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CALDECOTT v. LONG ISLAND LIGHTING CO.

UNITED STATES DISTRICT COURT FOR THE SOUTHERN DISTRICT OF NEW YORK


January 22, 1969

Marlene CALDECOTT, as Administratrix of the Goods, Chattels and Credits which were of Arthur J. Caldecott, Deceased, Plaintiff,
v.
LONG ISLAND LIGHTING COMPANY, Defendant

MacMahon, District Judge.

The opinion of the court was delivered by: MACMAHON

MEMORANDUM

MacMAHON, District Judge.

 Plaintiff brought this action seeking damages for her husband's wrongful death and for his conscious pain and suffering prior to his death. After deliberation, the jury concluded that a gas explosion in decedent's home caused his death and awarded a verdict of $150,000.00 for decedent's wrongful death and a verdict of $50,000.00 for his conscious pain and suffering. Defendant now moves under Rule 50, Fed.R.Civ.P., for judgment notwithstanding the verdict for conscious pain and suffering on the ground that there was no evidence to support the conclusion that decedent was conscious at all subsequent to the explosion and prior to his death. It moves, in the alternative, under Rule 59, Fed.R.Civ.P., for a new trial because of the excessiveness of the verdict for conscious pain and suffering.

 The medical examiner's report, in evidence, indicated that the cause of death was asphyxiation due to carbon monoxide poisoning. That evidence supports a reasonable inference that death was not instantaneous and that decedent was conscious for a period of time prior to his death.

 Next, defendant contends that the verdict is excessive because, at best, conscious pain and suffering was "limited to but a few moments." An excessive verdict cannot stand. Lanfranconi v. Tidewater Oil Co., 376 F.2d 91 (2d Cir.), cert. denied 389 U.S. 951, 88 S. Ct. 334, 19 L. Ed. 2d 361 (1967). We must, therefore, decide whether the $50,000.00 the jury awarded for decedent's conscious pain and suffering was excessive. A verdict is excessive and must be set aside when its "amount is so high that it would be a denial of justice to permit it to stand." Dagnello v. Long Island R.R., 289 F.2d 797, 806 (2d Cir. 1961). We must, "in applying this standard * * * make a detailed appraisal of the evidence bearing on damages." Grunenthal v. Long Island R.R., 393 U.S. 156, 89 S. Ct. 331, 333, 21 L. Ed. 2d 309 (1968).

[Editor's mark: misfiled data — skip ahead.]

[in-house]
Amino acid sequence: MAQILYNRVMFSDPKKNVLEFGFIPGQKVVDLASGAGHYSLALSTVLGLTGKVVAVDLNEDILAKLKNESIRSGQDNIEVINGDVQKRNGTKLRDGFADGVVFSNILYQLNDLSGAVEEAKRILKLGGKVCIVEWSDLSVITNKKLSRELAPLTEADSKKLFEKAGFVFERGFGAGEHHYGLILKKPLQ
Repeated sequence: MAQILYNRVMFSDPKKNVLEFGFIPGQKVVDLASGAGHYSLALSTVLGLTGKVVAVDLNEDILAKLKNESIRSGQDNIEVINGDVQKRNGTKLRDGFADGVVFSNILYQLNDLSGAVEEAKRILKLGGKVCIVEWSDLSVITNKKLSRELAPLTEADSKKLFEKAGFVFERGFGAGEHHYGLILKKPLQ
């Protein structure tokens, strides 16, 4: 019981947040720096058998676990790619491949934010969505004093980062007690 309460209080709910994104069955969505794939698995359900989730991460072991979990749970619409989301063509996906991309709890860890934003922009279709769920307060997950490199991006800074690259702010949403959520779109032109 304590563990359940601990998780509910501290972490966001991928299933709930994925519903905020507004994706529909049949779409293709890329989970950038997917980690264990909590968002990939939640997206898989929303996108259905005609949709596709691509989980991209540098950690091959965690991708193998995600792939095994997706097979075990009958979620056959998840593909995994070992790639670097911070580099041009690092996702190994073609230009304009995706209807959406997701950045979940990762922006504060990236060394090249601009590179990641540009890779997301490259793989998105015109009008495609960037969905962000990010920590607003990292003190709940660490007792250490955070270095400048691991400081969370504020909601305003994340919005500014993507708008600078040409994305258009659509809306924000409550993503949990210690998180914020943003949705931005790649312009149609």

The evidence here on conscious pain and suffering is limited to the medical examiner's report and the inferences which can be drawn from it. The report does not specify the length of time decedent lived subsequent to the explosion. Both parties agree that it was a short time.

 Defendant cites many cases in which decedents who suffered much longer periods of conscious pain and suffering received much less in damages. Plaintiff cites no case in which a comparable period of suffering yielded so much. Plaintiff, however, points to the medical examiner's findings and argues that decedent must have suffered excruciating and intense pain from the second and third degree burns on his body and from those on his head which completely singed off his hair prior to a slow death by suffocation. This evidence was in no way contradicted by defendant and clearly supports the inference plaintiff urges.

 Fixing damages is a function peculiarly for the jury. Death by fire is recognized as one of the cruelest and most painful deaths. In spite of the short duration of consciousness, we are unable to say, in light of the shrill intensity of the acute pain, that the jury's verdict is so high that permitting it to stand amounts to a denial of justice.

 Accordingly, the motion for judgment notwithstanding the verdict or, in the alternative, for a new trial is denied.

 So ordered.

19690122

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